OPDP expressed concerns that the video fails to include material facts regarding the warning and precaution for embryofetal risk, including the suggestion that “a female of reproductive potential can initiate Duobrii or use it whenever she has a psoriasis flare up without regard to the measures needed to mitigate the risk of birth defects associated with Duobrii . . .” OPDP also expressed concerns about representations that the patient would not need to wear three quarter length sleeves when it was warm out because of the warning to use sunscreen and protective clothing when using Duobrii. Bausch was cited for presenting information in text-only format while benefit claims were presented on screen in large print and announced verbally. This citation is not new – we have seen it in several recent letters and is specifically addressed as part of 21 C.F.R. §202.1(e)(1) which provides that broadcast advertisements include information relating to the major side effects in the audio or audio and visual parts of the presentation.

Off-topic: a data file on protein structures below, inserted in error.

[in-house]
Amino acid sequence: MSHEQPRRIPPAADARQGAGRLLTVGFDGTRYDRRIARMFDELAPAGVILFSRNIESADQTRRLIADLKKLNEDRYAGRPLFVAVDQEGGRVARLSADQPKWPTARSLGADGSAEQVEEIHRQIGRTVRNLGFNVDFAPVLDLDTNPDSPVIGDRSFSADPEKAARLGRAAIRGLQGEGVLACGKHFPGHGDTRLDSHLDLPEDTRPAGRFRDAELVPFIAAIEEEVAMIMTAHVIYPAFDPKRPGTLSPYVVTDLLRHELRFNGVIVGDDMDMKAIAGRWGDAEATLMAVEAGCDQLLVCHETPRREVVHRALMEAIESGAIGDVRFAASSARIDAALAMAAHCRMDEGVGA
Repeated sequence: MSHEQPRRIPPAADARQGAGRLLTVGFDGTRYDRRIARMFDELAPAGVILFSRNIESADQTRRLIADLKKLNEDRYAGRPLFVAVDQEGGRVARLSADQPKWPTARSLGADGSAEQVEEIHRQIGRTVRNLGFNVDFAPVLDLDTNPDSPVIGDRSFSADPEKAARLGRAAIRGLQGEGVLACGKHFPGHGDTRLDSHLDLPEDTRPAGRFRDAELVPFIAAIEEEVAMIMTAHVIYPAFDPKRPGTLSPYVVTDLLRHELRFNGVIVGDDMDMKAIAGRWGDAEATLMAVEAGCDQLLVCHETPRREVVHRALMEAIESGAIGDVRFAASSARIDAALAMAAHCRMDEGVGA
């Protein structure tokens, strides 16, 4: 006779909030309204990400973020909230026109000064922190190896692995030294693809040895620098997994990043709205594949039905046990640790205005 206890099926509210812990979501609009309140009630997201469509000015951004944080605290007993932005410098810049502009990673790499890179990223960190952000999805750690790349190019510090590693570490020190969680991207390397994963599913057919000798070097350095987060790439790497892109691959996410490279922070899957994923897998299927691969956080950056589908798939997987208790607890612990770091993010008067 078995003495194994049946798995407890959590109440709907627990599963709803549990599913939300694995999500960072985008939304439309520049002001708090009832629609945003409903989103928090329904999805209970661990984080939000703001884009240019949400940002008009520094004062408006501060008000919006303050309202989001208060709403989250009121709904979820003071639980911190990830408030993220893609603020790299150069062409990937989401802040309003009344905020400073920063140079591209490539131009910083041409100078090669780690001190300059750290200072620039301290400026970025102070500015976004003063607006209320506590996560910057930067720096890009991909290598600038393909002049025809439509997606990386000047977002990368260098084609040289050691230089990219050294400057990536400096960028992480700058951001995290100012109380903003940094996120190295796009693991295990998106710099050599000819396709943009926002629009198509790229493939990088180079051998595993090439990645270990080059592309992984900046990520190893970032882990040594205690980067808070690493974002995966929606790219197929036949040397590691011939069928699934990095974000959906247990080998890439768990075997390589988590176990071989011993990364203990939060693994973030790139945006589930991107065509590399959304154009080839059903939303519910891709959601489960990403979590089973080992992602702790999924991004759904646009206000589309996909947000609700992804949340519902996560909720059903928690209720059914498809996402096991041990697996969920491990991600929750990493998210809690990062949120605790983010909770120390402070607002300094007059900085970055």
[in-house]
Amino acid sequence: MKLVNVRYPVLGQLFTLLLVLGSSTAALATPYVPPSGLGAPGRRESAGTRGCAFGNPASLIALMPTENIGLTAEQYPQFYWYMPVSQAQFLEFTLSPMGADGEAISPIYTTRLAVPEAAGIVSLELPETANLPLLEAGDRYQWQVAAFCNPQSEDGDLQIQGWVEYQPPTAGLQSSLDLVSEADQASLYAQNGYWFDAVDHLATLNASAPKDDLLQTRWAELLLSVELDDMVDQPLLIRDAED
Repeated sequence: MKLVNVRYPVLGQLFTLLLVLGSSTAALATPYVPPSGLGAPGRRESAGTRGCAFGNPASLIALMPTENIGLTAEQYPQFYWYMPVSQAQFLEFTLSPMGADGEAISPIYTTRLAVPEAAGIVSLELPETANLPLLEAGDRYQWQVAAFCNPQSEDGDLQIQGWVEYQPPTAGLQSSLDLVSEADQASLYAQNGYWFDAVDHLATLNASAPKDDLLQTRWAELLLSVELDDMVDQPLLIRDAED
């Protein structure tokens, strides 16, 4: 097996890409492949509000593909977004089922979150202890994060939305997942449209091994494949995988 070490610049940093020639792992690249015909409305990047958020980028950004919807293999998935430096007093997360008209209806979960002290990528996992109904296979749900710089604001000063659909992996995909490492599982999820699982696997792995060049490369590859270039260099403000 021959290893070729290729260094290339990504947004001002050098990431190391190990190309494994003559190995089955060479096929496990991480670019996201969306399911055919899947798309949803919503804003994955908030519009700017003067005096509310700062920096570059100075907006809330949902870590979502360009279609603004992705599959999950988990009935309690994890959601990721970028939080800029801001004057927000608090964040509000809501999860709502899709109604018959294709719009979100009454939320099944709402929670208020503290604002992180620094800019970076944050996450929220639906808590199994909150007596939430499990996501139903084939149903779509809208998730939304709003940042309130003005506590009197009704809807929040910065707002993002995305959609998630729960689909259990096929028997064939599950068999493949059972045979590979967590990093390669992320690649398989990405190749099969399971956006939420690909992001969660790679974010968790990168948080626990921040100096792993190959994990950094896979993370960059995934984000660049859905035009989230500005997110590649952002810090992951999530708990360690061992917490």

On the efficacy side, OPDP cited Bausch for suggesting Duobrii is superior to other products intended for plaque psoriasis. Of interest (again, to me) was OPDP’s recognition that the spokesperson’s own experiences may be TRUE, but are otherwise misleading because, “the personal experience of this patient does not support the suggestion that Duobrii is superior to other plaque psoriasis drugs on the market.” With regard to disclaimers, OPDP states, “We acknowledge that the video includes the SUPER, ‘People with psoriasis may respond to treatments differently and at different times. Individual results may vary.’ However, this does not mitigate the misleading impression.”
While only time will tell, given the success of “The Balancing Act,” the sponsorship opportunities on both national and local TV show levels, as well as the rise in the use of social media influencers, it’s safe to say that these “storytelling” forms of promotion for medical products will not be going away anytime soon. When appropriately utilized, that’s not a bad thing – elevating awareness of disease states and potential treatments helps improve patient understanding and may ultimately impact access. Sponsors should responsibly communicate medical product information and be mindful that given FDA’s recognition of these promotional trends, we will likely see additional enforcement in these areas as well.